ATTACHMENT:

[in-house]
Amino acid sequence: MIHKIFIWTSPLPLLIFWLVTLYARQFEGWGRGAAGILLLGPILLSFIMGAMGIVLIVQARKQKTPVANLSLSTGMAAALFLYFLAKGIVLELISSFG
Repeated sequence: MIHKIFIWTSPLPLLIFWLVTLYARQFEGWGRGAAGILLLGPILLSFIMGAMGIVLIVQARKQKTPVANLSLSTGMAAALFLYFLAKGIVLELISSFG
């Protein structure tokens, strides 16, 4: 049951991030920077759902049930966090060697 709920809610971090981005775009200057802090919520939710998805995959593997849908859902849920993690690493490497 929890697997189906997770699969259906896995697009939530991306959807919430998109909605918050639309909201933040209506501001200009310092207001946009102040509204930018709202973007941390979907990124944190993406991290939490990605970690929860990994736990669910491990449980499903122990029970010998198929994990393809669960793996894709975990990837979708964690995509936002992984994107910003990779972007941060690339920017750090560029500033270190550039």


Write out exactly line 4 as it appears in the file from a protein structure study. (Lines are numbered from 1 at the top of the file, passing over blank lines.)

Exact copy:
């Protein structure tokens, strides 16, 4: 049951991030920077759902049930966090060697 709920809610971090981005775009200057802090919520939710998805995959593997849908859902849920993690690493490497 929890697997189906997770699969259906896995697009939530991306959807919430998109909605918050639309909201933040209506501001200009310092207001946009102040509204930018709202973007941390979907990124944190993406991290939490990605970690929860990994736990669910491990449980499903122990029970010998198929994990393809669960793996894709975990990837979708964690995509936002992984994107910003990779972007941060690339920017750090560029500033270190550039």